Death Camp on Guantanamo?

By: Julien Ball

For over eighteen months, the United States government has detained approximately 680 prisoners without charges or access to legal representation at Camp Delta, located on the U.S. naval base in Guantanamo Bay, Cuba. The prisoners have been denied any access to the outside world. And recently the military floated plans to turn Camp Delta into a death camp where prisoners can be executed. President George W. Bush, the Texecutioner, already signed a military order in November 2001 that allows a military tribunal to secretly decide death sentences for foreign nationals.

According to official Pentagon procedures, the Secretary of Defense may appoint seven military officers, who would serve as both judges and jurors, to the tribunals. If the officers come to a unanimous decision, a death sentence can be imposed. Although defendants supposedly have the right to hire a civil attorney to defend them, civil attorneys can be excluded from certain proceedings. Moreover, military intelligence has the right to monitor all conversations between defendants and their attorneys. If that wasn't bad enough, prosecutors can even introduce hearsay evidence, which is banned in civilian trials, into military tribunals. In an attempt to prevent public outcry over this process, proceedings will be subject to media blackout. Perhaps worst of all, if a prisoner somehow manages to overcome these barriers and is found innocent by the tribunal, the Pentagon has said that they may decide to keep the prisoner at Camp Delta anyway.

Since the U.S. unveiled their plans for a death chamber at Guantanamo, government officials have been contemplating whom to try under the military tribunals. As in many capital cases, political considerations have driven the decision making process. The federal government has been particularly concerned with showing that the so-called war on terrorism has been successful in their efforts to win support for their declaration of unending war. In July, Bush announced plans to prosecute six prisoners but would not say who they were. Two of these detainees, Moazzam Begg, 35, and Ferroz Abbasi, 23, turned out to be British citizens, and the third detainee, David Hicks, 28, turned out to be Australian. So the U.S. postponed plans to prosecute these three men. Then after discussions with representatives of the British and Australian governments--both of whom have been strong supporters of the U.S. wars on Afghanistan and Iraq--the U.S. has said that it will not seek the death penalty against the three men.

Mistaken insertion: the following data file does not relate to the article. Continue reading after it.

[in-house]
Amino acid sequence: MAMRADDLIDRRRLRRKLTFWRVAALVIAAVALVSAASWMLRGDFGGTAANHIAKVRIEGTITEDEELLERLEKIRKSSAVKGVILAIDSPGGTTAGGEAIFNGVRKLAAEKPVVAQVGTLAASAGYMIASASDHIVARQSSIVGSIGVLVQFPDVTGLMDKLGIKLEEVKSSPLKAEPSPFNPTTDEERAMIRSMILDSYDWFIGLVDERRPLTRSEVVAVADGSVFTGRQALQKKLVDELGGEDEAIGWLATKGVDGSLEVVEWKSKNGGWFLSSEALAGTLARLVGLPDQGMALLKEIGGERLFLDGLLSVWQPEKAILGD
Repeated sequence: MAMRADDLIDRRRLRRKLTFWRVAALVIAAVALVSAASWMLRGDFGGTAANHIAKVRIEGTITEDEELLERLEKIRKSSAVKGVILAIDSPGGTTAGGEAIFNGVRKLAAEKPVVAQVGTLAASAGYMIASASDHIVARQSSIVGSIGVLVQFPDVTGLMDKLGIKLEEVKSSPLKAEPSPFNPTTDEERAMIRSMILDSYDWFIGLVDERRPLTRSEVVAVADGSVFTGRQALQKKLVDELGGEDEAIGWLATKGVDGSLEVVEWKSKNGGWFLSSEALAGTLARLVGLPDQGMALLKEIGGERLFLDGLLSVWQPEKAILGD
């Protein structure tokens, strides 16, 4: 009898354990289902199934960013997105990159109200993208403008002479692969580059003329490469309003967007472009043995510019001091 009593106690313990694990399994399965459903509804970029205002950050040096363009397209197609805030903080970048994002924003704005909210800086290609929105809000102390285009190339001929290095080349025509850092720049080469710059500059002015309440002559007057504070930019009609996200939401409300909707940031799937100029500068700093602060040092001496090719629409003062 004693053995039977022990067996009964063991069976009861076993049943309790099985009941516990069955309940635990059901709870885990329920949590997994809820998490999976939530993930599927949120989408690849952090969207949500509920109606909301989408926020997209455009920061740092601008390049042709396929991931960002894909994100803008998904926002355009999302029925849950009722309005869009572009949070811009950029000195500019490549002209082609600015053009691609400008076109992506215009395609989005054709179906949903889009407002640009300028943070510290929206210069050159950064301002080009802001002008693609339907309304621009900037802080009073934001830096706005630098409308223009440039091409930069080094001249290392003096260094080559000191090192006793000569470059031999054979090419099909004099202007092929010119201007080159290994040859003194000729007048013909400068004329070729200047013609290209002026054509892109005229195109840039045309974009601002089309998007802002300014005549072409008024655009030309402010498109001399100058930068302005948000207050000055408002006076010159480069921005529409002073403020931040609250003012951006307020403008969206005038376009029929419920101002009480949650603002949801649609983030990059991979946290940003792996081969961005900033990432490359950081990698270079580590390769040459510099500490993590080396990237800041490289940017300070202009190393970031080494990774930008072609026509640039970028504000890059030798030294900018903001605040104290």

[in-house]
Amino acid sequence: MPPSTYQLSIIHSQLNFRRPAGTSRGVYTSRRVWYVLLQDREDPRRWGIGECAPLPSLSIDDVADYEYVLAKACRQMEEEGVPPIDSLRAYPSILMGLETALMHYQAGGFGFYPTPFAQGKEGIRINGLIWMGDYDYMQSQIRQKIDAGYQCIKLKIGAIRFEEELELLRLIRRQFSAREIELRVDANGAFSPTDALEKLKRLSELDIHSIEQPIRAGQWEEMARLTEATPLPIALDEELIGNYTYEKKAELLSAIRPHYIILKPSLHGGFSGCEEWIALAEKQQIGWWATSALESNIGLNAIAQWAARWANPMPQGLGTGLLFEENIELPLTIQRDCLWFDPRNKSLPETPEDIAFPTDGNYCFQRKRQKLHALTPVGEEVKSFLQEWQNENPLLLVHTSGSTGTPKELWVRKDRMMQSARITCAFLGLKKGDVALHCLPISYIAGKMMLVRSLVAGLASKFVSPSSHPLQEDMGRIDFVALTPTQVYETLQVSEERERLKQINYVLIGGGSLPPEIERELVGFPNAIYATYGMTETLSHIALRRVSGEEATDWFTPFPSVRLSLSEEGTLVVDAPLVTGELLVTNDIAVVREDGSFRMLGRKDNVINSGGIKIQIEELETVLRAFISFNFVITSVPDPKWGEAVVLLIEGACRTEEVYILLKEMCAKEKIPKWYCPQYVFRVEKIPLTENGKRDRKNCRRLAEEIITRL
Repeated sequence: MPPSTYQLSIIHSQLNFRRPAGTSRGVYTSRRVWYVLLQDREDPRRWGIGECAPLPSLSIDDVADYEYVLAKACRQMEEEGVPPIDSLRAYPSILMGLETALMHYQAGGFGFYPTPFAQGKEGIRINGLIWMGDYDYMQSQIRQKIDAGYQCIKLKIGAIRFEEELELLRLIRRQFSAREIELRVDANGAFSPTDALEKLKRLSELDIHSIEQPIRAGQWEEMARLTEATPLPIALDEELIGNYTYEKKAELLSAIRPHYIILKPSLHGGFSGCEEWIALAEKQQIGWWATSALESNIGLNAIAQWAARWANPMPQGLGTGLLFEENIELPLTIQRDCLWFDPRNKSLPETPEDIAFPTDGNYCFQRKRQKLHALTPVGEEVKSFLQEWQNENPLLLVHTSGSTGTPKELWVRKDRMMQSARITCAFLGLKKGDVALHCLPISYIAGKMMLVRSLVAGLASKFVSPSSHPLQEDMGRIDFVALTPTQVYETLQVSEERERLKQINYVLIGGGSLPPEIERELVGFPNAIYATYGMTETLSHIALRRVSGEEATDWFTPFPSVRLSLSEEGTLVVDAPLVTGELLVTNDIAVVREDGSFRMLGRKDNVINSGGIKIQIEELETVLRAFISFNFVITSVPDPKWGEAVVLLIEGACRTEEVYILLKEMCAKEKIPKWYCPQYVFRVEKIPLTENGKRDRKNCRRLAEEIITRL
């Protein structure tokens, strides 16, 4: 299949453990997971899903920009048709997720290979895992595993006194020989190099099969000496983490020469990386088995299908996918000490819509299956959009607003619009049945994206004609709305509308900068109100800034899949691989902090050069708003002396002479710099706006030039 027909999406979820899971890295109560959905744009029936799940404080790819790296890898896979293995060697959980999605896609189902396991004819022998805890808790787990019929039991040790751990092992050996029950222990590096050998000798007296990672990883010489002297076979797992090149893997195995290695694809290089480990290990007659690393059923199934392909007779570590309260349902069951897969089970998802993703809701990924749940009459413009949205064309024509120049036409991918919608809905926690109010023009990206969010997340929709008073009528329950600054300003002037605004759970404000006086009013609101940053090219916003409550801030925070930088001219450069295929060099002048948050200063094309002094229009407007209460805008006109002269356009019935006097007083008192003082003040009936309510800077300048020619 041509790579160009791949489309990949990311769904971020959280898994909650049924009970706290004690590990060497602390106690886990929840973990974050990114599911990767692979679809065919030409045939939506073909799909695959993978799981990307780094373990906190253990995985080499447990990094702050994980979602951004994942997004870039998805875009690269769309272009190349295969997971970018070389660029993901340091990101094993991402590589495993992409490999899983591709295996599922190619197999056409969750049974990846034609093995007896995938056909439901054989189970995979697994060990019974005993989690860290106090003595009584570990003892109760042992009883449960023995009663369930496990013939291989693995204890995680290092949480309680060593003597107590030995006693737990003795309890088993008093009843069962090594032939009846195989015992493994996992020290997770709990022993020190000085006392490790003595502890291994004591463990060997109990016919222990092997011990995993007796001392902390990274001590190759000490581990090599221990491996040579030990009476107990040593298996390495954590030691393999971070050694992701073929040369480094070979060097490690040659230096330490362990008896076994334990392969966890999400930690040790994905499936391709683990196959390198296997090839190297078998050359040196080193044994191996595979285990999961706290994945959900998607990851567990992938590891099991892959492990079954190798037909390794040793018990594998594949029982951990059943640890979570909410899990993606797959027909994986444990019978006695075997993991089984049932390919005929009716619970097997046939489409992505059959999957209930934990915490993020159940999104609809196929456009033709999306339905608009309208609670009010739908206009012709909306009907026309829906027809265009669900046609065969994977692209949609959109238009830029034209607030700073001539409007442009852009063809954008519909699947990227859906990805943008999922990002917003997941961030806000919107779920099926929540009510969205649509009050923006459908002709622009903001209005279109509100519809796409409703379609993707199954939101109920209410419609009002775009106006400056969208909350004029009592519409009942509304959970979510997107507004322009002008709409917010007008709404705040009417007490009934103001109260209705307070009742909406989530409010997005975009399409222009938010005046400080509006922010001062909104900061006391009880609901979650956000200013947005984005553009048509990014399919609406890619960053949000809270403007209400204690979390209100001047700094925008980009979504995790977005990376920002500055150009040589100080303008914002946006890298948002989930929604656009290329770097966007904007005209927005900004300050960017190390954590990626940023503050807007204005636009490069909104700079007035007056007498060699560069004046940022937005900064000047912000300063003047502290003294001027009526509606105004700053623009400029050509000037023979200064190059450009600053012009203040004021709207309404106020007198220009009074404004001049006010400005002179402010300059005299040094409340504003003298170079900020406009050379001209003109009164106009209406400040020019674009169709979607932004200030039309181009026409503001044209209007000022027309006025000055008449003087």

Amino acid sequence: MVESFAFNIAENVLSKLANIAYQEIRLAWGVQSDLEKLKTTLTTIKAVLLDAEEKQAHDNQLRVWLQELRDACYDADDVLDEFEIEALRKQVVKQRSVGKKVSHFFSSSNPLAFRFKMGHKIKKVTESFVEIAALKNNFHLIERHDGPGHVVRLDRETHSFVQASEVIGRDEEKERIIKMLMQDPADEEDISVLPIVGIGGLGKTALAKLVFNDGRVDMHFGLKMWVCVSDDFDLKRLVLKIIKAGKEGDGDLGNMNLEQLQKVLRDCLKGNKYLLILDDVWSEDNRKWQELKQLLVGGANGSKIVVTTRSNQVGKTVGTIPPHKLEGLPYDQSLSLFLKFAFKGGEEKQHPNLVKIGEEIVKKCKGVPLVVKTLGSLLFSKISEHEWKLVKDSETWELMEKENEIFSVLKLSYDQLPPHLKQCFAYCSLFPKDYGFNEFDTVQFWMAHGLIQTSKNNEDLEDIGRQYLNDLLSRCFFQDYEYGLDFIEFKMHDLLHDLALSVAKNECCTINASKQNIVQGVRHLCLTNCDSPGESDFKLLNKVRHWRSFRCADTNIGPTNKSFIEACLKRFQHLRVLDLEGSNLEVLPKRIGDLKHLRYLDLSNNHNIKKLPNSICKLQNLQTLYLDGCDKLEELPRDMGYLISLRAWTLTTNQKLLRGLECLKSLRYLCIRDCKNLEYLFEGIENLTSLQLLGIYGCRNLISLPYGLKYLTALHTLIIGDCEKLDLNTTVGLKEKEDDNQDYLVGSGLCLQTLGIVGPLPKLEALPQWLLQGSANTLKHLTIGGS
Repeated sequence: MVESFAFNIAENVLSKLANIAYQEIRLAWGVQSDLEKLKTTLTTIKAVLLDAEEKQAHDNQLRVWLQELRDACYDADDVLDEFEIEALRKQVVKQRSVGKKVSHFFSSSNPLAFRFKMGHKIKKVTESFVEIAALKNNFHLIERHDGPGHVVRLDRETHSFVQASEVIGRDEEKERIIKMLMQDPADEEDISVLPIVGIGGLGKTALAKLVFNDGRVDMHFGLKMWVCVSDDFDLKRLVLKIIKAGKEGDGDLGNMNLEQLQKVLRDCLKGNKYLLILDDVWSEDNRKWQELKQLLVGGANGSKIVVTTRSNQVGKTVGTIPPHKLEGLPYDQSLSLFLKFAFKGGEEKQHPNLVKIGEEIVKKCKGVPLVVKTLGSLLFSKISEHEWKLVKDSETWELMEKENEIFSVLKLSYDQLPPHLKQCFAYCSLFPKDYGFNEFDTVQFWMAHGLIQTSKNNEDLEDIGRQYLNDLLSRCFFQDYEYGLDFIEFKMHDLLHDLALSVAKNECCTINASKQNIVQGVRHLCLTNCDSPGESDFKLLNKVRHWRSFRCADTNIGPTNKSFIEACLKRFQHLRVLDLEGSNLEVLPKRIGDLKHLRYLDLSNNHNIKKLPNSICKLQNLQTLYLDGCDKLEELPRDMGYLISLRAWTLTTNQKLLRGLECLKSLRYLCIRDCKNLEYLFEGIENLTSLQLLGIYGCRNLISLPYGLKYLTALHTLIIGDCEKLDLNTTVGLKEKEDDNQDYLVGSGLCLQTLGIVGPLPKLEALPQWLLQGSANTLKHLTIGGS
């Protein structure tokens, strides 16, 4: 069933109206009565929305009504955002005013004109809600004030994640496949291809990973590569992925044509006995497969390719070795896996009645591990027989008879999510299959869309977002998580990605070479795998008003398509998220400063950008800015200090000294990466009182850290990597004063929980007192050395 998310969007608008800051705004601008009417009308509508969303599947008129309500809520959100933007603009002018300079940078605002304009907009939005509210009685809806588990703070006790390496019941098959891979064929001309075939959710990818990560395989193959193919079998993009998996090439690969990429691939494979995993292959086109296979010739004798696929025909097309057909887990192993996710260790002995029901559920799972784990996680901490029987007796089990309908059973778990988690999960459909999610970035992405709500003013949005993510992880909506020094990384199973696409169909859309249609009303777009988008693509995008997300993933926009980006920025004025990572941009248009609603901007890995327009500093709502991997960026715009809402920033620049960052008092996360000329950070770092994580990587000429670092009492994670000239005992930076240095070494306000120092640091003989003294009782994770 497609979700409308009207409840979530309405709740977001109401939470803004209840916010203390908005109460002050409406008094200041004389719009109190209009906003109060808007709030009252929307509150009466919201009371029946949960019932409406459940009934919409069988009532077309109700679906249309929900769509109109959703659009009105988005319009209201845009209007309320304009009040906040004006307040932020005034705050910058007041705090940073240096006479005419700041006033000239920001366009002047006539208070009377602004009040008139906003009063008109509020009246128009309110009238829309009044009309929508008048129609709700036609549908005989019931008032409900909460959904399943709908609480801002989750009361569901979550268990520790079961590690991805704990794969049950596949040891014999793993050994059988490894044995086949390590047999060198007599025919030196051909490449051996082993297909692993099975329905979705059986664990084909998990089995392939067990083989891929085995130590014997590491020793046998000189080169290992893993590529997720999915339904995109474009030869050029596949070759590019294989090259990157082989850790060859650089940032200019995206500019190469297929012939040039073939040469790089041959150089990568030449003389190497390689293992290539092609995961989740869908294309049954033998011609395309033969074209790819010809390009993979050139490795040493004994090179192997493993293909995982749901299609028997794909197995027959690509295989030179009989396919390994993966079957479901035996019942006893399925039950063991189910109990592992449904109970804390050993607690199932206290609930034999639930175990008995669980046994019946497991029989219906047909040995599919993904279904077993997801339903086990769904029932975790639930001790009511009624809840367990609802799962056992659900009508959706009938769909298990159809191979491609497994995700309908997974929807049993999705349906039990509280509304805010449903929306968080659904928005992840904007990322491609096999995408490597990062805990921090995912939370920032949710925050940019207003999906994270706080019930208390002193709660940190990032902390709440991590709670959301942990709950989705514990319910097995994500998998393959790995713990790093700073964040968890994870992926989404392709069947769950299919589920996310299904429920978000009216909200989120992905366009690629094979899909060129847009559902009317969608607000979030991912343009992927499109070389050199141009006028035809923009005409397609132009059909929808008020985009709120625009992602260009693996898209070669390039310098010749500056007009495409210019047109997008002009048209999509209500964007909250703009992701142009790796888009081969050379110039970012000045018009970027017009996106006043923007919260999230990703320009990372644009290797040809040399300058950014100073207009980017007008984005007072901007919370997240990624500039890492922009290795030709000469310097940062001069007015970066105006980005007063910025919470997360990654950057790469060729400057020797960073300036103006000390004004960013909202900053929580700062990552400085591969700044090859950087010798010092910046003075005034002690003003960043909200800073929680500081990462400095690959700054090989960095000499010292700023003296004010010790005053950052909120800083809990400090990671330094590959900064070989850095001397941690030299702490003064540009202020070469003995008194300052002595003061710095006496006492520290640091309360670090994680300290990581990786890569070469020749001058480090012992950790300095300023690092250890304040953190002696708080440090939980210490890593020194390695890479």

Another prisoner who has been mentioned as a potential candidate for a military tribunal is Zacarias Moussaoui, whose capture the U.S. once touted as proof of the success of its war on terrorism. Federal prosecutors are trying him in civilian court as a conspirator in the September 11 attacks on the Pentagon and the World Trade Center, and are seeking the death penalty, even though he was in a Minnesota jail when the attacks took place (see New Abolitionist, May 2002, Issue 24). U.S. District Court Judge Leonie Brinkema recently upheld the defense's right to call Ramzi Binalshibh, a Guantanamo Bay detainee, to the stand. Because the federal government considers Binalshibh a key plotter of the September 11 attacks, they have declined to make him available for reasons of "national security."

The Bush administration is shredding the legal rights of detainees and trying to expand the death penalty in order to further its own political agenda. The military tribunal has been called "an embarrassment to democracy" and a "kangaroo court of the worst sort" by Donald Rehkopf, co-chair of the military committee of the National Association of Criminal Defense Lawyers. He's right. That's why we have to build a movement to oppose the death penalty and to demand justice for prisoners at Camp Delta.